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Architecture and Implementation

The current implementation of SCWM contains roughly 32,500 noncomment, nonblank lines of C code; 800 lines of C++ code; and 25,000 lines of Scheme code. The Guile/Scheme system has about 44,000 lines of C code and 11,500 lines of Scheme code. Finally, the Cassowary constraint-solving toolkit has about 9,500 lines of C++ code in its core, and about 1,400 lines of C++ code in the Guile wrapper.

Basic Philosophy

Our first version of SCWM was a simple derivative of its predecessor, FVWM2, with the ad-hoc configuration language that was replaced by Guile/Scheme. Like FVWM2, SCWM reads a startup file containing all of the commands to initialize the settings of various options. Most FVWM2 commands have reasonably straightforward translations to SCWM sentential expressions. For example, take a look at these FVWM2 configuration lines:

Style "*" ForeColor black
Style "*" BackColor grey76

HilightColor  white navyblue

AddToFunc Raise-and-Stick 
+ "I" Raise
+ "I" Stick
Key s WT CSM Function Raise-and-Stick

The lines are rewritten here for SCWM in Guile/Scheme:

(window-style "*" #:fg "black" 
                  #:bg "grey76")

(set-highlight-foreground! "white")
(set-highlight-background! "navyblue")

(define* (raise-and-stick 
         #&optional (win (get-window)))
   (raise-window win)
   (stick win))

(bind-key '(window title) "C-S-M-s" 
          raise-and-stick)

This simpler and more regular syntax is convenient for the end user. An even greater advantage of using a real programming language rather than a static configuration language stems from the capability to extend the set of commands (either by writing C or Scheme code) and to combine those new procedures arbitrarily.

Adding a new SCWM primitive can be done easily by writing a new C function that registers itself with the Guile interpreter. For example, we implement the "X-property-get" primitive in C:

SCWM_PROC( X_property_get,
          "X-property-get", 
          2, 1, 0,
      (SCM win, SCM name, SCM consume_p))
/* Get X property NAME of window WIN. */
#define FUNC_NAME s_X_property_get
{
 SCM answer;
 VALIDARG_WIN_ROOTSYM_OR_NUM_COPY(1,win,w);
 VALIDARG_STRING_COPY(2,name,aprop);
 VALIDARG_BOOL_COPY_USE_F(3,consume_p,del);
 ...
 XGetWindowProperty(...);
 ... answer = ...;
 return answer;
}
#undef FUNC_NAME
}

This primitive, along with the related X-property-set!, opens up a whole range of capabilities for SCWM. For example, we can write a new procedure to report a window's class, which is just the value of its "WM_CLASS" property:

(define*-public (window-class 
                #&optional (win (get-window)))
  "Return the class of window WIN."
  (X-property-get win "WM_CLASS"))

Then we can use that window-class procedure interactively by writing the following:

(bind-key 'all "C-S-M-f"
 (lambda ()
  (let* ((win (window-with-focus))
         (class (window-class win)))
    (if (string=? class "Emacs")
        (resize-window 500 700 win)
        (resize-window 400 300 win)))))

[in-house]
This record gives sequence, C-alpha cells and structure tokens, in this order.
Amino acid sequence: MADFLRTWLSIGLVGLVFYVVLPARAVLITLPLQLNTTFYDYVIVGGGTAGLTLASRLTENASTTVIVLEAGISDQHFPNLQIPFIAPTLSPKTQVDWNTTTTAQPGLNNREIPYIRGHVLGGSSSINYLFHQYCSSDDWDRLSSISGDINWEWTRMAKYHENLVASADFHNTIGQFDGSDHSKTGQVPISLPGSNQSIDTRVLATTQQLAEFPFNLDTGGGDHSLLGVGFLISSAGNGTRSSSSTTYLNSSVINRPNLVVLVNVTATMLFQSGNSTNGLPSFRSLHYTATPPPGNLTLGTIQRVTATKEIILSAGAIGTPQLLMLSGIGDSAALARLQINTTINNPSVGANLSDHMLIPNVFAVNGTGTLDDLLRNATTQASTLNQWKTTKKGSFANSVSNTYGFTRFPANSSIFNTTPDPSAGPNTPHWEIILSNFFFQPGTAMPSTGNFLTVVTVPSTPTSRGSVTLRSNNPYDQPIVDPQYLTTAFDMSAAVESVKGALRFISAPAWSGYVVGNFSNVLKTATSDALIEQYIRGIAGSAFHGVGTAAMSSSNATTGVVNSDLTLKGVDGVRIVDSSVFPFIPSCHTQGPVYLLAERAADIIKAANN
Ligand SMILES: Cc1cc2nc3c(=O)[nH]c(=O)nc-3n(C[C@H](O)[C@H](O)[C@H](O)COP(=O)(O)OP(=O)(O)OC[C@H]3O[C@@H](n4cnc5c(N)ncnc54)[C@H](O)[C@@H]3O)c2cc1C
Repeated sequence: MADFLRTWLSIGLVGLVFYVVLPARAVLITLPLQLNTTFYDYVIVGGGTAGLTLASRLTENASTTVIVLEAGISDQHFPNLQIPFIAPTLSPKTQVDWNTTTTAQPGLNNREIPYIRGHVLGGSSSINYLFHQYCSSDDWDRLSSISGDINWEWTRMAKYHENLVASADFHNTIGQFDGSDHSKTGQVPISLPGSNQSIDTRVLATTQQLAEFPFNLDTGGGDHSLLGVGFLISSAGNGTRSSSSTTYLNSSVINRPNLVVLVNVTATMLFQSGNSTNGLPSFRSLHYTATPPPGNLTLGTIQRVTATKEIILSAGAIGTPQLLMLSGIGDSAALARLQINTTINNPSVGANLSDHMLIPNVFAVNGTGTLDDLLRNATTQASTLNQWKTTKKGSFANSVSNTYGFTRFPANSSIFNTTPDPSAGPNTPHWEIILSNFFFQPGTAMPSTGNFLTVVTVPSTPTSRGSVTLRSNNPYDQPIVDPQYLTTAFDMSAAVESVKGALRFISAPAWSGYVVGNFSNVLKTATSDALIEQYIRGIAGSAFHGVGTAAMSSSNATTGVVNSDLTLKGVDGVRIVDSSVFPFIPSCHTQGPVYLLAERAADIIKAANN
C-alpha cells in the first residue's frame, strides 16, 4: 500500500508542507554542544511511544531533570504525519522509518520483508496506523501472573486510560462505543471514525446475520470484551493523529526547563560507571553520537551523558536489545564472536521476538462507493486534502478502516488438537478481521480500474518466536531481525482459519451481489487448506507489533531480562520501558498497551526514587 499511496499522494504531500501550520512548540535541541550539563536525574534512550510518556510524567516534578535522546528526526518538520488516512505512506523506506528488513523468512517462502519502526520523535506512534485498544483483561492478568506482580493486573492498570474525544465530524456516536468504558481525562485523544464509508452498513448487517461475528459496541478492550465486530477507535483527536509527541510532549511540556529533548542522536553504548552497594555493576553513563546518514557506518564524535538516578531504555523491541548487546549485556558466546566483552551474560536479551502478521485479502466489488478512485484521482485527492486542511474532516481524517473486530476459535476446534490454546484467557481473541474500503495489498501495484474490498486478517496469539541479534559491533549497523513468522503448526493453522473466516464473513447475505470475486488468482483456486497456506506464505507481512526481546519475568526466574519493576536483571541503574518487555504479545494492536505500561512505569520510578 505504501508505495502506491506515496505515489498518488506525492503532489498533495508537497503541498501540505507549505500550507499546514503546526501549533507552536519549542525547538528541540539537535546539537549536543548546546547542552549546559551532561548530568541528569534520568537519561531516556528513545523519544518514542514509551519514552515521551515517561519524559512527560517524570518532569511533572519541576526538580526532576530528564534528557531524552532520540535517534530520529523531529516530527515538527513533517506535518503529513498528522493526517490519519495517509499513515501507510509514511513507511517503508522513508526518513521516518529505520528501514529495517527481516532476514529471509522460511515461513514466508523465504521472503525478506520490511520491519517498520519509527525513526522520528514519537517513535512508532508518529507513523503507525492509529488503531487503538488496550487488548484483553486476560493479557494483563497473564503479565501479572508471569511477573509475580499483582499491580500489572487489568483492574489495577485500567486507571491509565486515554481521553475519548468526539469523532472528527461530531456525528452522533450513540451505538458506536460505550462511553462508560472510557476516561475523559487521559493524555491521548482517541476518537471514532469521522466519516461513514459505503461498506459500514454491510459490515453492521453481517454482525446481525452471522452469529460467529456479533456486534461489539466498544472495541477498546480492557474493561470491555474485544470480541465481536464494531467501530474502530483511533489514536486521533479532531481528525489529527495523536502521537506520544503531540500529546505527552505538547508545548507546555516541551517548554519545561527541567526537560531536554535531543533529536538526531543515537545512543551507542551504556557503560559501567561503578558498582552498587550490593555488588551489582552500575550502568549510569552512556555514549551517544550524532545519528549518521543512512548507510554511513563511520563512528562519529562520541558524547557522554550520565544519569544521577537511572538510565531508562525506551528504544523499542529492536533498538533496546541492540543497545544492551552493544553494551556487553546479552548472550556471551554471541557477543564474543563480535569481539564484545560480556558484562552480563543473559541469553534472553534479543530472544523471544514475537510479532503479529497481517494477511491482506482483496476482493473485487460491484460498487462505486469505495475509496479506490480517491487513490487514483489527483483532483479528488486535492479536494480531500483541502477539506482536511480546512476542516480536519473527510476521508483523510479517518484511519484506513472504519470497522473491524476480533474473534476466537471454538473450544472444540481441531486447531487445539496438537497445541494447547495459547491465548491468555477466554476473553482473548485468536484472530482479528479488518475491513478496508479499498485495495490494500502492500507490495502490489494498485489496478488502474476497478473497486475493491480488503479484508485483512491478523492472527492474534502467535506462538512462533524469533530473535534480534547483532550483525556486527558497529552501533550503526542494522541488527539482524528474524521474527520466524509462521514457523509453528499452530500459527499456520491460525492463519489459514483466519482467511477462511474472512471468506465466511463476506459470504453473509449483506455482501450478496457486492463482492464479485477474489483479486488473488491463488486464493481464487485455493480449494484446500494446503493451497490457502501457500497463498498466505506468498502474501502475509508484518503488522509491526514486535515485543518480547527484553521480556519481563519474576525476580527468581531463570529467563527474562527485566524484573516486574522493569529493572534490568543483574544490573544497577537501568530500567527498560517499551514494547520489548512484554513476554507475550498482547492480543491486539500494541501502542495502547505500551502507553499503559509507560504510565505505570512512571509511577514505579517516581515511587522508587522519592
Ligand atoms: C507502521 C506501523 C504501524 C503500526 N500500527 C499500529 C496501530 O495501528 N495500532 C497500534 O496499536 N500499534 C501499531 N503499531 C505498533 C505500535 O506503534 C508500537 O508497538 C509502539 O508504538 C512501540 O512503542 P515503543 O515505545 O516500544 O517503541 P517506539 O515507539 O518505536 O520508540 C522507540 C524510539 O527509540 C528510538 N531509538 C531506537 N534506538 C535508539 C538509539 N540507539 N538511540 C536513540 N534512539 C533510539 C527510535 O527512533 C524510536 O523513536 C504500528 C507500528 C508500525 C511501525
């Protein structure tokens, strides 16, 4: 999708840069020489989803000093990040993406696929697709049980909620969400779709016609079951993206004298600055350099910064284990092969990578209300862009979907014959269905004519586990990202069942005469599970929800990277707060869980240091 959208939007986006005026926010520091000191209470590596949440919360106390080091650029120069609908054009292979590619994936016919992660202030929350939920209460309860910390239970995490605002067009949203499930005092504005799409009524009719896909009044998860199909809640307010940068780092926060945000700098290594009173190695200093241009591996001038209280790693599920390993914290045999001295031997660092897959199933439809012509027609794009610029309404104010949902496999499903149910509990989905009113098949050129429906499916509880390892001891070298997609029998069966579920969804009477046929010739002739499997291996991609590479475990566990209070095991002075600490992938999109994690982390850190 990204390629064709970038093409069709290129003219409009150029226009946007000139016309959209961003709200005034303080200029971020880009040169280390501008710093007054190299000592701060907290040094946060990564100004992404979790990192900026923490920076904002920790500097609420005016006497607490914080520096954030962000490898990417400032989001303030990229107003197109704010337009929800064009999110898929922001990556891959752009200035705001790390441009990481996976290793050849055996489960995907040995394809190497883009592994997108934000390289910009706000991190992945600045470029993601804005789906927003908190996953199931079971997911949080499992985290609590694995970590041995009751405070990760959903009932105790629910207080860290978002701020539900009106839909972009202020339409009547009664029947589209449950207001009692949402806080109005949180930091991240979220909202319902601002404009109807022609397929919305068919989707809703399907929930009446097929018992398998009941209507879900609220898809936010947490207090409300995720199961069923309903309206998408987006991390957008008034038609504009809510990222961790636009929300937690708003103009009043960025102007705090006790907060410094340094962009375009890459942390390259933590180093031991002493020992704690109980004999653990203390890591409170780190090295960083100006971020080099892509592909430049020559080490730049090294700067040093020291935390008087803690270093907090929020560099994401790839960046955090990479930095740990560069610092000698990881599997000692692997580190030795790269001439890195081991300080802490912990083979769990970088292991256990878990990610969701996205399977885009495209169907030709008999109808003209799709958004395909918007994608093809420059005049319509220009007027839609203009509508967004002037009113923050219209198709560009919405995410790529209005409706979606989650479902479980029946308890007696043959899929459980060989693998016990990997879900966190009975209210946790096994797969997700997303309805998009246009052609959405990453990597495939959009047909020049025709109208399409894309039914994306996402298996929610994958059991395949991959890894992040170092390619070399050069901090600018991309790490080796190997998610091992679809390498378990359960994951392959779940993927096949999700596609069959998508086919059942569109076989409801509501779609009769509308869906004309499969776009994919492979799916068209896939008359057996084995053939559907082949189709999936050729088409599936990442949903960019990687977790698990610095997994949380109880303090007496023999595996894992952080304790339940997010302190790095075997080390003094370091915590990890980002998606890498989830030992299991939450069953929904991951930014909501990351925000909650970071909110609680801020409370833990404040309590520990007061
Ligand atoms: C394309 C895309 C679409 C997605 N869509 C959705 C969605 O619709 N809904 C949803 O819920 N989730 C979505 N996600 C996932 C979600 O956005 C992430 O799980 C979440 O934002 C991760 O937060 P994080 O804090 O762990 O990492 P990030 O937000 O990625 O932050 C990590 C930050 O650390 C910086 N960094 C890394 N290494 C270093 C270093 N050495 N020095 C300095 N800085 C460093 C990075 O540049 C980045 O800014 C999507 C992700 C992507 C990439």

When evaluated in SCWM's interpreter, these expressions will make the user's Control+Shift+Meta+f keystroke resize the window to either 500 × 700 pixels, if the currently focused window is an Emacs application window; or 400 × 300 pixels otherwise.

The advantages of SCWM's extensible architecture are even more recognizable in the presence of independently developed Guile extensions, which are accessible to the window manager. Via standard Guile modules, SCWM can read and parse Web pages, download files via ftp, and do regular expression matching, among many more actions. In fact, nearly all of the user-interface elements in SCWM are built using guile-gtk, a Guile wrapper of the GTK+ toolkit.

Binary Modules

Because each user needs only a subset of the full functionality that SCWM provides, it is important that users pay only for the features that they require (in terms of size of the process image). Unlike Emacs Lisp, Guile allows new primitives to be defined by dynamically loadable binary modules. Without this feature, all primitives would need to be contained in the SCWM core, thus complicating the source code and increasing the size of the resulting monolithic system.

The voice-recognition module, which is based on IBM's ViaVoice software, is an excellent example of the benefits of dynamically loaded extensions. Some users do not use that feature—perhaps because the library is not available on their platform, or maybe because they do not have an audio input device. Those users will never have the module's code loaded. In addition, if ViaVoice does not exist at compile time, the voice-recognition module will not even be built.

Implementing the module was also straightforward. After getting a sample program from IBM's ViaVoice voice-recognition engine to work, it required fewer than six hours of development to wrap the core functionality of the engine with a Scheme interface. A grammar describes the various utterances that SCWM understands, and the C code asynchronously invokes a Scheme procedure when a phrase is recognized. Because those action procedures are written in Scheme, the responses to phrases can be easily modified and extended without even restarting SCWM.

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